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Migrant Workers from Myanmar

Out of the Frying Pan into the Fire

Chandrika SHARMA

01 / 1998

The Seafarers’ Union of Burma (SUB), an independent democratic trade union, was formed in September 1991 in Bangkok, Thailand, to protect Myanmarese seamen. Under the present military regime of SLORC (State Law and Order Restoration Council), Myanmar is devoid of freedom. The mandate of SUB, therefore, is not only to fight for the workers but also to restore democracy in the country.

For a trade union like SUB, which functions in exile, it is near impossible to organise fishermen from within the country at this moment. SUB could organise only a handful of Myanmarese fishermen who are working in Thailand as illegal migrant workers. The supreme irony of the situation is that an illegal trade union in exile is organising illegal migrant workers from being apprehended by their host country’s legal authorities. Hence, SUB works in a fundamentally problematic situation, which leads to several shortcomings. Given the present

socio-economic and political situation, Myanmarese nationals have crossed into Thailand to look for possible employment. Though the remuneration they get is generally much lower than the minimum amount needed for subsistence, they have little choice.

There are more than 500,000 illegal migrant workers in Thailand, of whom over 70,000 are Myanmarese, making up 14 per cent of the total labour force in the Thai fishing industry alone. The victims are mostly people from Myanmar like the Burman, Mon and Karen. But they can also be viewed as being the lucky ones since, under SLORC policy, they would have been otherwise forced into jobs as porters, without any pay. Nevertheless, it is clear that they are merely jumping out of the frying pan into the fire.

Thailand is one among the ten leading seafood-producing countries of the world. Due to a substantial shortfall in Thai fish production, the Government of Thailand allows the industry to employ foreign workers. Though a migrant workers’ law has been promulgated which requires companies to register their foreign employees and take care of their social welfare benefits, nothing has actually been implemented for the Myanmarese fishermen.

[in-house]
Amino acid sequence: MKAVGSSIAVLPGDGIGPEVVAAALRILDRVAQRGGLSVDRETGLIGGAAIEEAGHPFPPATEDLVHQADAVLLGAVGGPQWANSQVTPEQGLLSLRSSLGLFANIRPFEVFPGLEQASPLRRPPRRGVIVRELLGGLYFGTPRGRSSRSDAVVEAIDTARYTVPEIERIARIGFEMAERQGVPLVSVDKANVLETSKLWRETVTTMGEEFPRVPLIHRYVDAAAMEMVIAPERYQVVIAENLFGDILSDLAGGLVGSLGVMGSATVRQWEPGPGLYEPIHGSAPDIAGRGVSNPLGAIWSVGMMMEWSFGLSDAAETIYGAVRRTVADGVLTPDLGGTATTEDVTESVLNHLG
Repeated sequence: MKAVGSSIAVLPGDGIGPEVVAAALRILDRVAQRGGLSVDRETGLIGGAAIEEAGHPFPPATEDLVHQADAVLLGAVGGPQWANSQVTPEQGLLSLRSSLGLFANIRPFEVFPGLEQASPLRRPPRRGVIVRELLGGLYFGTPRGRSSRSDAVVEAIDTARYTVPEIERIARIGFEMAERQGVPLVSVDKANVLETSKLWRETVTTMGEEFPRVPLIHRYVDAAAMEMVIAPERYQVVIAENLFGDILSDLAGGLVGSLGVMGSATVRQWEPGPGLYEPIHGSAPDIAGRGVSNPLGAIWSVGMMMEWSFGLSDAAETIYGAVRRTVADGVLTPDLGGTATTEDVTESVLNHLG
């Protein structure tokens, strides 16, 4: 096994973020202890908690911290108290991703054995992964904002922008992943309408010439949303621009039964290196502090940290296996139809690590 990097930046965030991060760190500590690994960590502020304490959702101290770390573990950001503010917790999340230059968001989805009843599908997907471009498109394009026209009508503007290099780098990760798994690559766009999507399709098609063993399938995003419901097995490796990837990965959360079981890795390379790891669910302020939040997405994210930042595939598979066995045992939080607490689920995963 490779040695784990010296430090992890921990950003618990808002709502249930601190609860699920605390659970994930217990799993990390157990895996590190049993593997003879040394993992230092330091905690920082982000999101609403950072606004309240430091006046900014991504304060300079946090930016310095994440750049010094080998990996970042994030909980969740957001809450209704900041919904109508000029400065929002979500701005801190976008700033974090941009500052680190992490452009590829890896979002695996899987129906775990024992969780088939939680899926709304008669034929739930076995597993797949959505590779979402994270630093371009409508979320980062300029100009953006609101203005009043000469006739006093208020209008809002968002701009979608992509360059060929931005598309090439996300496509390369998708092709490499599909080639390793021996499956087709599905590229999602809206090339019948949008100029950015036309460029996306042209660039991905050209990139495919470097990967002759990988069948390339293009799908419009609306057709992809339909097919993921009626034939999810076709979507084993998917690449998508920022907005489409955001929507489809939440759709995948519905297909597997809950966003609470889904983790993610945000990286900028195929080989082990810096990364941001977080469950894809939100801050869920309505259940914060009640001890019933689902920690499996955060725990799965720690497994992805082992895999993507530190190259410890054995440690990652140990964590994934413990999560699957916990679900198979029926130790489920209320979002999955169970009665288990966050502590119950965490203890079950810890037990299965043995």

For a Myanmarese fisherman to get work on a Thai trawler, he must make a 5,000 baht upfront payment to the broker for a job that pays 3,500 baht a month or US$ 140, equivalent to 23,100 Burmese kyat, at SLORC’s unofficially recognised rate. This represents a salary much higher than a SLORC general’s.

However, there is neither compensation for accident or disability nor any insurance for the fishermen, who have to meet their own medical expenses. Most trawlers have a Thai at the helm and six Myanmarese as crew. No time is allotted for rest and a fisherman is expected to work at least 18 hours a day. They have to rely on their own muscle power to draw the nets.

On shore, crewmembers are allowed out only in restricted areas demarcated by the companies, between certain hours. If these rules are not followed, the worker is likely to be apprehended as an illegal migrant. The company holds the work registration cards and the right to work is decided at the whim of the company owner and not by the fact of whether the fisherman is legally registered or not.

Besides these problems, there is no employment contract for the workers and there are many cases where even those employed for three to four years have received no payment at all or, at times, paid only 500 baht. If they demand their salaries, the fishermen are threatened with arrests by the police, or fired, or even end up being stranded on the high seas.

It is imperative to form an independent fishermen’s’ union for the Myanmarese fishermen who are working in Thailand in order to protect their rights and improve their standards of living and employment. Only under the banner of such a union will the Myanmarese fishermen get collective bargaining power.

Key words

fishing, fishermen’s organization, immigrant, employment, working conditions

, Myanmar, Thailand


The situation of Myanmarese immigrants on board Thai fishing trawlers is indeed pathetic. However, given the sensitive nature of the issues involved and the political and social problems in Myanmar, there is a need to proceed with caution. Myanmarese workers need to organise themselves as best possible in such a situation to demand their rights and better working conditions. For this it is also important to influence popular public opinion

in Thailand to support the cause of immigrant workers in the fishing industry.


Articles and files

KO KO KHAING, Out of the frying pan into the fire in. Samudra Report, 1997/03, 17

ICSF (International Collective in Support of Fishworkers) - 27 College Road, Chennai 600006, INDIA - Tel. (91) 44-2827 5303 - Fax (91) 44-2825 4457 - India - - icsf (@)

legal mentions